McDonald's, Samsung, and Apple were ranked highest on the scale of the world's most authentic global brands. So what can other business leaders learn from them in the quest to achieve authenticity?
1. Be clear from the start about your business practices
Transparency is often underrated; yet, if businesses employ this practice from the start, they're much less likely to have problems later on.
Being transparent means letting your customers know exactly how you make your products, including what goes into them and where you source your materials.
If you have a squeaky-clean approach to the manufacturing process already, it's a chance to show off about the things you're most proud of. If there are things you still believe you can work on, don't forget to share those, too. Be forthcoming about the kinks, and show how you are working to iron those out. (Mexican-American food outlet Chipotle does this pretty well.)
You can reserve a special place on your website for letting customers know all about your humble practices, but why not use it as something to shout about on social media?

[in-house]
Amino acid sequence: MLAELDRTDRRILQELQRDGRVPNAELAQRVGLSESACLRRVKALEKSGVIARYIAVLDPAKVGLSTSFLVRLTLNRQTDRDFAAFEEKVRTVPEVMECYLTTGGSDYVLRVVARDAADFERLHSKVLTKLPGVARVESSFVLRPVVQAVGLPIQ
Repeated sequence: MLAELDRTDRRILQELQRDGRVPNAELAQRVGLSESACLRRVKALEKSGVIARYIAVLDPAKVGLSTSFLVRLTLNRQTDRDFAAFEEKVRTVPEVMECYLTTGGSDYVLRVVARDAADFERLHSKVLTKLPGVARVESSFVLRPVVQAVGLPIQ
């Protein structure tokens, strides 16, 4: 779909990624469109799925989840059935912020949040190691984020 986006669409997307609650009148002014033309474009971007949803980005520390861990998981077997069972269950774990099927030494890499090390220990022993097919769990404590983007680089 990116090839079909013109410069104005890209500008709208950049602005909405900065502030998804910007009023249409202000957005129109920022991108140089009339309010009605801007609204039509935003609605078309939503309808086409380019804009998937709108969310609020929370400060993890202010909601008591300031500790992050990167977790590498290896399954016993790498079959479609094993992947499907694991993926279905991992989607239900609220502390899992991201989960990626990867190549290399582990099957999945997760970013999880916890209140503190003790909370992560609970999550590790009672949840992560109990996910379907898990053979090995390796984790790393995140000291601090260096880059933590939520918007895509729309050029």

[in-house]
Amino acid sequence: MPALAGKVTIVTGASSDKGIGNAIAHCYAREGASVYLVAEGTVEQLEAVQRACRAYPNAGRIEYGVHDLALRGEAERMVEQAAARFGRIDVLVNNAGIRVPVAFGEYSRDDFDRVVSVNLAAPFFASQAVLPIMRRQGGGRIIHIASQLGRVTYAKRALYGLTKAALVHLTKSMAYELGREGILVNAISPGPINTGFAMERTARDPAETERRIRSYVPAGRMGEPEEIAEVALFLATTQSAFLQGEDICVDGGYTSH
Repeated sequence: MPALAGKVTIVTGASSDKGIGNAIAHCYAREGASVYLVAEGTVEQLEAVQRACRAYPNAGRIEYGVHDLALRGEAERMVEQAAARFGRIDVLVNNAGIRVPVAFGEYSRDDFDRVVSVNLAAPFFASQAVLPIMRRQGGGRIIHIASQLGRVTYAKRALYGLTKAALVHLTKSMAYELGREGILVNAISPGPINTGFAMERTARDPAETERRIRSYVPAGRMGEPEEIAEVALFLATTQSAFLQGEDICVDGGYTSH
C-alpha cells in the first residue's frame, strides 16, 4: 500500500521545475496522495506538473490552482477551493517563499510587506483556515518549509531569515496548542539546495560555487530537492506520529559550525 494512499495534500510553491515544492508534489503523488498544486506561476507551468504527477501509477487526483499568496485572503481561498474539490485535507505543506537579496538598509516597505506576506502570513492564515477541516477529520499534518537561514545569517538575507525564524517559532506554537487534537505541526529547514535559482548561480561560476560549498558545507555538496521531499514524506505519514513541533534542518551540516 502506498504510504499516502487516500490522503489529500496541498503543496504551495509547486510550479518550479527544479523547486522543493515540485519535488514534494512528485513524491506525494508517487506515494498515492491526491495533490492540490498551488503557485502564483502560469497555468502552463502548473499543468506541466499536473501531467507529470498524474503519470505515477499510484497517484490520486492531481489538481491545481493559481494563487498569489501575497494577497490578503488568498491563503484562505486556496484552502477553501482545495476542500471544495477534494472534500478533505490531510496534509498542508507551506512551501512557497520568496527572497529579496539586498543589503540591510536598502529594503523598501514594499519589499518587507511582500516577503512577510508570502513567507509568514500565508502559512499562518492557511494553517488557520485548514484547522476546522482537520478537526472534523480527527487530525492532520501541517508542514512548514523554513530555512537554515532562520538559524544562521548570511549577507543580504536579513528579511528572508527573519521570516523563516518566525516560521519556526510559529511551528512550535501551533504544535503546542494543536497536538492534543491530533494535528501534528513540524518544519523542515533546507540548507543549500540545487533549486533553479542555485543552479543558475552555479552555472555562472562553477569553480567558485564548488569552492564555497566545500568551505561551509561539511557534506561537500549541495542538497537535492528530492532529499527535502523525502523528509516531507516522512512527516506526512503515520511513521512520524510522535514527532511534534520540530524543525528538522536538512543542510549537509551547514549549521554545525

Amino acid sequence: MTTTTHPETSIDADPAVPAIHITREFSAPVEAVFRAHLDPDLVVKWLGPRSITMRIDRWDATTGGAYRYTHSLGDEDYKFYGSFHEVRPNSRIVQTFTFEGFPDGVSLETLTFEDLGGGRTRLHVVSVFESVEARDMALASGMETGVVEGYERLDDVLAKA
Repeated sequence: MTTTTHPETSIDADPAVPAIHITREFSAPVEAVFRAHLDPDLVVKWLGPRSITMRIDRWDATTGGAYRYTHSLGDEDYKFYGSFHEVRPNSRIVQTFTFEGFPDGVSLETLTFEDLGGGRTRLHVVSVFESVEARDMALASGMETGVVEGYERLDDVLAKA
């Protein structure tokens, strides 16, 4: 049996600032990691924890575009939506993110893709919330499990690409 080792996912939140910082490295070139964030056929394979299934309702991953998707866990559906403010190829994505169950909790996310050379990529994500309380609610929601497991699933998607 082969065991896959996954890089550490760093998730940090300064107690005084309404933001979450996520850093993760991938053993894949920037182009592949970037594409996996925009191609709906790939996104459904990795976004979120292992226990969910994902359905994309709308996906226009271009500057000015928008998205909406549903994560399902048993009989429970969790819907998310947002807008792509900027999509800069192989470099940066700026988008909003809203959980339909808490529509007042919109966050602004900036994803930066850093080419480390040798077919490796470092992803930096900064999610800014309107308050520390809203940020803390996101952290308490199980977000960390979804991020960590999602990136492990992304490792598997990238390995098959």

Many brands are using platforms such as Tumblr and Instagram to give behind-the-scenes glimpses at their products and the people who make them, strengthening their content and their relationship with followers.
2. Stick to what you know
Many of the biggest companies—Apple, Samsung, Amazon, Starbucks—knew what they were good at and stuck to it. That doesn't mean they haven't since diversified into other markets, but they spent a great deal of time perfecting the thing they did best before expanding into other areas.
According to John Furguson of Brand Insight Blog, every time a company diversifies or tackles a new audience, it risks alienating itself from its existing customers. Go slowly; stick to what you know; build customer trust; make customers love you. Everything else will follow naturally.
3. Give customers a voice
Following the famous Supersize Me documentary film in 2003, which had the potential to ruin the McDonald's brand forever, the company's Canada division took immediate action. With the program named Our Food, Your Questions, it pledged to answer any customer question about its food, no matter how grim or demanding.